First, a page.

For professional tennis, there are three tiers of competitions that you can enter. The bottom tier is the one which I have been talking about above, known as the ITF circuit.
While yes, these are still classified as professional events, they count the least in terms of the POINTS THAT YOU CAN ATTAIN.
Unfortunately, until your ranking is high enough for the next tier, you will need to keep playing these tournaments.
Moving up from the ITF circuit, you’ll then start playing events that are known as ‘challengers’.
To get into these tournaments, you’ll usually need to be ranked inside the top 300-400, depending on how prestigious the tournament is.
It is possible to gain entry if your ranking is lower down, but this depends on the entrants and the size of the draw.
These events are the ones that you can watch on mainstream TV, although to be involved in these tournaments, you must be ranked within the top 200 most of the time – that’s to even get into the qualifying.
Reach a Point Where Your Tennis Income Supports Your Living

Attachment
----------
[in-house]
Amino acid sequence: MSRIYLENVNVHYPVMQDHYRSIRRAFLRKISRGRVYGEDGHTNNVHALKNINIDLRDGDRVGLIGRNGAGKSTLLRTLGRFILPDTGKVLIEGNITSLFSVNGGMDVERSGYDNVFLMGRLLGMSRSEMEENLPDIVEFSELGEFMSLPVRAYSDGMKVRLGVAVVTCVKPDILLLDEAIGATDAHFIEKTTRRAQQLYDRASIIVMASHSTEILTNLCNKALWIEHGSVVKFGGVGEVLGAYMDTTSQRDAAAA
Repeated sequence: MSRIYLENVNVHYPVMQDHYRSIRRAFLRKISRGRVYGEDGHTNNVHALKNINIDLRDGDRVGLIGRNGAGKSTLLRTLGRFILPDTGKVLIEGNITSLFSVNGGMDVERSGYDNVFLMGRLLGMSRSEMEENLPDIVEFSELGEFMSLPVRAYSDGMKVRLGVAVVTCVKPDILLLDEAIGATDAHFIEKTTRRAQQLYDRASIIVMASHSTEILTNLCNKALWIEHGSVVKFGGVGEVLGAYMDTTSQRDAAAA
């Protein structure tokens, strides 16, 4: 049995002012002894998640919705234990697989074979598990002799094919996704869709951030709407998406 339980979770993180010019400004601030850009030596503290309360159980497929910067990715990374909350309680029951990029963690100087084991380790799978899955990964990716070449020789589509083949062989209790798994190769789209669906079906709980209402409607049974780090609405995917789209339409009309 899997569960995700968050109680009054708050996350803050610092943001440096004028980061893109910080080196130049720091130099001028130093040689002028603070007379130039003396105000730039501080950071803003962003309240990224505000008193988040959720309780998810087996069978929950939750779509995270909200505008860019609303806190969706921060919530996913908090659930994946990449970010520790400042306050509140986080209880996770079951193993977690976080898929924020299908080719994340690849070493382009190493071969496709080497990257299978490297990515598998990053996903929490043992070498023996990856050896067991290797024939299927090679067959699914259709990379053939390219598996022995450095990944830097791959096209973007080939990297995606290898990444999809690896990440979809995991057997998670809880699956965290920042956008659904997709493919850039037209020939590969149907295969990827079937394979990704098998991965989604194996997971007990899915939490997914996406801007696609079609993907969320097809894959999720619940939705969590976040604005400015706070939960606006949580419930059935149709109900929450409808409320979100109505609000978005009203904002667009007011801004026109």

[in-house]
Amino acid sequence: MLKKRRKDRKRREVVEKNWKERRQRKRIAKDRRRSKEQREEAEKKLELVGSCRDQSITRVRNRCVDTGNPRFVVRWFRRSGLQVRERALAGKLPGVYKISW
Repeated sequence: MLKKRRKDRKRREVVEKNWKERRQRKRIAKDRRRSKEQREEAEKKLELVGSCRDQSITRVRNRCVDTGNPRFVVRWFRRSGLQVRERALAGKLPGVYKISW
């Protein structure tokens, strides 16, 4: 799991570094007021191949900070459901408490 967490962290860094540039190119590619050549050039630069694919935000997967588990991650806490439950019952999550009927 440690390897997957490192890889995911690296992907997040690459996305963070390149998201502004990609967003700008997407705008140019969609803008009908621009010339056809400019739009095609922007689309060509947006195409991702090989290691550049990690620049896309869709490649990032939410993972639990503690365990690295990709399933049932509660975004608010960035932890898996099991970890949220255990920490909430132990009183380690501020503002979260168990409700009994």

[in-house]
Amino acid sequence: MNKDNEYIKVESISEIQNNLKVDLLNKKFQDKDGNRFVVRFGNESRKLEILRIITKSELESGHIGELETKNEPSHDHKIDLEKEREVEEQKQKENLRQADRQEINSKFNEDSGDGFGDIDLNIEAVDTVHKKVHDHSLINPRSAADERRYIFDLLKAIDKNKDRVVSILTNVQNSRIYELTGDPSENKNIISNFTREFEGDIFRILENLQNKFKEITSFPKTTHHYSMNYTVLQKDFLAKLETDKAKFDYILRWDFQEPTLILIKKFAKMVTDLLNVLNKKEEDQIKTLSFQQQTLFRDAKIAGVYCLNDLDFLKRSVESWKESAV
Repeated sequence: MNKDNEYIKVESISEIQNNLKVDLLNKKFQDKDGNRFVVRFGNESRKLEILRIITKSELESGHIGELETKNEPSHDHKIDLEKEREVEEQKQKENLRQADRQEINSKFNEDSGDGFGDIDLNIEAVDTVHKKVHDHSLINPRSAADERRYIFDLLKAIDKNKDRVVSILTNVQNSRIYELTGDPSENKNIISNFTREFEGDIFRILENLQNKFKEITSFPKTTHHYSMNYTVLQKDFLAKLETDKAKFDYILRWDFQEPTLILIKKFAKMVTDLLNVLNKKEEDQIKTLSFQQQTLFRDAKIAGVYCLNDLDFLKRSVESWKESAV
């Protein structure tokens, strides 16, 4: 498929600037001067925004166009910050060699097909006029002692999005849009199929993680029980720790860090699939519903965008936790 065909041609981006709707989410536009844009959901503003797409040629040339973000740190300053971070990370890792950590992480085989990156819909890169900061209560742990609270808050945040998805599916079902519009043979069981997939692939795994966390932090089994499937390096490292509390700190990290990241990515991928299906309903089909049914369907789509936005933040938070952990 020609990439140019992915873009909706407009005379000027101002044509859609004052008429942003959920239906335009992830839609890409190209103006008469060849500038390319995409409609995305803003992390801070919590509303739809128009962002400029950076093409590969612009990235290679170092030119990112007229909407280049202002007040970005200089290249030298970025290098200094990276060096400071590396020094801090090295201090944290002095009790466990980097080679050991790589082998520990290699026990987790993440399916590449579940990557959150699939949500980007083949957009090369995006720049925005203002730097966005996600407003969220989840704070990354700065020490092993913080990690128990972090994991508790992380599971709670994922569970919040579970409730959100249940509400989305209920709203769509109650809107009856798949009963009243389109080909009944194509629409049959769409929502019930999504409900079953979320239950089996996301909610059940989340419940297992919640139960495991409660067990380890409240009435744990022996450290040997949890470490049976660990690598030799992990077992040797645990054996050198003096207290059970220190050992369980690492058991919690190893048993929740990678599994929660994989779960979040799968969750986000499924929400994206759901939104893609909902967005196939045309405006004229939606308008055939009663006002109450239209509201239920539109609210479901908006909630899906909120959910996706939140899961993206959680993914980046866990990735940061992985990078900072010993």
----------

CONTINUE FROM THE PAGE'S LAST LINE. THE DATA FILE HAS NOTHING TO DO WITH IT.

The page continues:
Technically speaking, as soon as you have any points at a professional level, you would fall under the category of a ‘professional tennis player’.
But for me, this ISN’T REALLY ENOUGH.
Being a professional to me means that you are making a consistent income from what you do and that this income is enough to support yourself and your family, where applicable.
This definition of being a tennis professional isn’t really realized until you become ranked inside the top 250 or 300, as this is where the prize money you can earn starts to become somewhat significant.
It’s also where you start to enter the spotlight a little more, which is when you might be approached for endorsement deals of various kinds.
For me, this is the final stage of being viewed as a professional tennis player, and if this is something you are pursuing, I wish you the very best!
Enjoy the article? Have anything to add? Please share it in the comments below!
We are sorry that this post was not useful for you!
Let us improve this post!
Tell us how we can improve this post?